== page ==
“Let us realize that the privilege to work is a gift. That power to work is a blessing. That love of work is success,” David O McKay.
I love this quote because it shows us how important hard work is in our lives. It also helps us understand how important teaching our kids the value of hard work should be in our daily lives.
Hard work seems to be a declining value in our society. It is ironic because this country was founded on the ideal of working hard to get what you want in life. This country began with people that were industrious and driven to succeed.
Disclaimer: Now don’t get me wrong. I am not saying that there are no hard workers in this country anymore. I am just saying that it seems to not be as high of a priority as it used to be.
So where has our modern society gone wrong in this value?
Sometimes I feel like my generation (or maybe my parents) worked so hard to give their kids everything they didn’t have, that they didn’t teach them to work for it themselves. There is something to be said for making your own way or working hard to accomplish a goal.
If we give our kids everything they need and want, without working for at least part of it, we are doing them a disservice.
So how do we teach our kids to appreciate the value of hard work?
1. Lead By Example
Kids follow the example of their parents. They watch you even if you don’t notice.
If they see Dad carrying big loads of wood, they hope that they will be strong and able to do that when they get bigger. Work beside your kids when they are young and let them help, even in small ways.
Sometimes it feels like it would be easier to just do things ourselves, but patience when they are young will pay off in the long run. When they get older, show them how things should be done properly to get the job done. Don’t underestimate your influence on their attitude and expectations.
2. Give Them Chores
Chores are important for kids to learn how to do household tasks and be productive in the family. Whether or not you pay them for the chores is a discussion for another post, but the chores themselves will teach responsibility and ownership.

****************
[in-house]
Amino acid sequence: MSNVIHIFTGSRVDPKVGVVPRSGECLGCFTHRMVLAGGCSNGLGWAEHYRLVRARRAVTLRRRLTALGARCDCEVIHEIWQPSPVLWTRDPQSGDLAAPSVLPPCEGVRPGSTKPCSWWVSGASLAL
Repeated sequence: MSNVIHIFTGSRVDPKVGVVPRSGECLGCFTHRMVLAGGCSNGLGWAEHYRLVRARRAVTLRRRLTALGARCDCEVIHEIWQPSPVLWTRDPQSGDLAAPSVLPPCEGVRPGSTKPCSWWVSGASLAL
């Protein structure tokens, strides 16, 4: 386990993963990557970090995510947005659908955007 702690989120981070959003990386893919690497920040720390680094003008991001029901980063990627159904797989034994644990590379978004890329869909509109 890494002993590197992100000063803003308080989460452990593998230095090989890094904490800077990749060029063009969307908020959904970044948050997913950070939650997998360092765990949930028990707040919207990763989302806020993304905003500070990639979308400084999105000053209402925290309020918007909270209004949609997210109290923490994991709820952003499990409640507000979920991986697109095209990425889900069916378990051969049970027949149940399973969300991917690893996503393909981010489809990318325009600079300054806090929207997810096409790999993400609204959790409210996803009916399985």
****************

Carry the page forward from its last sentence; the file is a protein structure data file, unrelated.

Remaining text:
For homesteaders, there are always chores that need to be done, and by letting the kids be a part of that they are contributing to the running of the household.
3. Encourage Industry and Entrepreneurship
Some kids are naturally industrious and inventive. If you can encourage that side of them, they will take off. When kids are interested in something, they are more willing to work hard to see it through.
They will work hard to build a treehouse or start a lemonade stand. Whatever their idea may be, try to foster that drive to innovate. There is no telling where their hard work and new ideas will take them.
4. Don’t Put Limits On Them
We have all heard stories from our grandparents of the hard work they had to do as a kid. During the great depression, kids did whatever was necessary to help keep everyone in their family fed.
Nowadays, it seems like parents don’t want to give their kids this opportunity. Now, I’m not saying you should make your 10 year old get a job in a mine or whatever.
But don’t put limits on their abilities to accomplish a task. The bigger the job, the more accomplishment and satisfaction they will have when it is completed. If you have high expectations, most likely they will be met or exceeded in amazing ways.
5. Let Them Take The Natural Consequences When They Don’t Work
School is a perfect example of letting your children feel the natural consequences of not working. When they don’t do their homework, they should be given a bad grade or reprimanded by the teacher.
If it becomes a pattern, often a parent will be called in for a conference. Lately, it has been the custom for the parent to explain away the child’s behavior so they won’t “get in trouble”.
This only teaches the child that they don’t have to do the work and they can still get away with it.
In contrast, the parent needs to let the natural consequences come for lack of effort. Let the child feel the hurt or disappointment for not doing their homework.
If you shield them from the consequences when they are young, they will have to learn a harder lesson when they are in “the real world” later in life.
6. Praise Them For A Job Well Done
I saved this one for last because it is my favorite.
Praise to a child for a job well done will do wonders for their attitude about work in the future. Now this doesn’t mean that you make a big deal out of every little thing they do.
But when they accomplish a task (especially if you didn’t have to bribe or beg them to do it) you should let them know how happy and thankful you are for their hard work. Positive reinforcement of good behavior is always the best way to go.
As homesteaders, there are many tasks that need to be done each day to keep things running properly. Homesteading is a back to basics movement that lends itself to hard work and thankless jobs.
By learning how to care for animals, cook, clean, care for siblings and mend broken fences, our children will be years ahead of their modern counterparts. That is a good thing!
One of the reasons we started homesteading was to help our family learn how to become self-reliant and how to work hard to get what you want. If we can teach our children how to work when they are young, it will be a valuable skill they can carry with them for the rest of their lives.
How do you teach your kids the value of hard work? Let us know in the comments below. And if you found this post helpful, please share. Thanks!